While food security is less of an issue in the Western world relative to Southern Africa and parts of Asia, scientists in the West are not taking a break or slacking off. They are researching ways to improve agricultural output in the context of declining land per capita, climate change and changing consumer preferences, among other things.
Such conversations have been few and far between in SA, at least on a national scale. Part of the reason could be because SA is at relatively comfortable levels in terms of food security compared to the rest of the continent.
SA is ranked as the most food-secure country in Africa and is 44th out of 133 countries worldwide, according to the Economist Intelligence Unit’s 2017 Global Food Security Index. The index captures the most critical aspects of food security, namely affordability, availability, as well as quality and safety.
Worth noting, however, is that SA still lags behind when it comes to food security at household levels. This is largely an issue of affordability, given the higher unemployment in the country, which affects consumer spending.
SA’s relatively high rating in national food security has been made possible by robust agricultural output over the years, making it one of a few net exporters of agricultural products
This, of course, is a remarkable achievement considering that SA is relatively resource-poor when compared to many other African countries. But what differentiates it from other countries is the high level of investment in the agricultural sector, which is largely driven by transparent markets, strong institutions and robust property rights.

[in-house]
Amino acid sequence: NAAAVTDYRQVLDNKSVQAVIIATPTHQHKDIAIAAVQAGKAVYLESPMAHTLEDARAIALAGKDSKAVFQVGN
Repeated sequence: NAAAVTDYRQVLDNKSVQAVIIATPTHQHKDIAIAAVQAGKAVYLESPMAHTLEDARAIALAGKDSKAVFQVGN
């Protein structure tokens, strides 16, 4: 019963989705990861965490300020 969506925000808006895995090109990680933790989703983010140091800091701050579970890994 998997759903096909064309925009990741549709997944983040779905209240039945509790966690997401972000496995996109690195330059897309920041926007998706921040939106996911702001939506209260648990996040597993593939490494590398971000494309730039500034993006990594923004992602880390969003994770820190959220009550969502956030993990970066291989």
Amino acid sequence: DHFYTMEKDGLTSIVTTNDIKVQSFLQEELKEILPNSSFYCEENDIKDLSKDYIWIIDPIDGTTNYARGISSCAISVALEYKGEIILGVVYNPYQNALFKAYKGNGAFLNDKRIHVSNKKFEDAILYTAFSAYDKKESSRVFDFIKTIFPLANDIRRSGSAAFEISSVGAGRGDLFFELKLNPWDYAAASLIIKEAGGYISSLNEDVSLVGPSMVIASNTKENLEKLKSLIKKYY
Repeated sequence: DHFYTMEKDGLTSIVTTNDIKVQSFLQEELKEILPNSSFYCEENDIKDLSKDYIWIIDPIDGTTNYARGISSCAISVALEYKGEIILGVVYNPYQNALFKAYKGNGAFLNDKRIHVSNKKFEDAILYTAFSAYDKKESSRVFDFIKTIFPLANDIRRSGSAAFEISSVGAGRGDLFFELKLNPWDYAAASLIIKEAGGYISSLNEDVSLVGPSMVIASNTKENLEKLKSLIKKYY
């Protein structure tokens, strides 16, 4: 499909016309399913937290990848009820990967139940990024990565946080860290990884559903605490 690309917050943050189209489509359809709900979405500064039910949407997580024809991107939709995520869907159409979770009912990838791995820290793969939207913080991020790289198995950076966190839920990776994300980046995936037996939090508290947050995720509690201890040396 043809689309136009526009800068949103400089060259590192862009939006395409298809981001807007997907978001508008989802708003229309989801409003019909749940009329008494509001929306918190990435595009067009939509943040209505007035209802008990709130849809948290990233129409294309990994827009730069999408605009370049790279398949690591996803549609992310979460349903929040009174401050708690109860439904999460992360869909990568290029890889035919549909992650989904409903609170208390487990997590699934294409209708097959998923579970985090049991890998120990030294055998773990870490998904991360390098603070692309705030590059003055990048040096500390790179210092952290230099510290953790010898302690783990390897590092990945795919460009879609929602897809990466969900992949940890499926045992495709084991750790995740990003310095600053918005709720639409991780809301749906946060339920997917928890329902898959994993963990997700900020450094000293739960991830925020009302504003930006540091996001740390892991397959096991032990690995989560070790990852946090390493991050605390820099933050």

Overall, for SA to maintain and improve food security in a sustainable way, science and technology should be central to planning and ensuring there is sustainable innovation in farming. This can be through hydroponics, conservation agriculture, biological farming, and safer use and disposal of agrochemicals. This would help improve output in a sustainable way.
Fortunately, Bayer and other agricultural companies that are making large investments in agricultural technology and innovation are also present and planning to expand their footprint in Africa. This will help the continent in terms of knowledge sharing in ways that will help improve Africa’s agricultural output and, consequently, improve its food-security status.
This, however, cannot be carried out only by private-sector participants and farmers. The regulators and governments have a major role to play to ensure the legislation of each country does not hinder the adoption of new technologies, as is the case when it comes to genetically modified seeds in most African countries at the moment.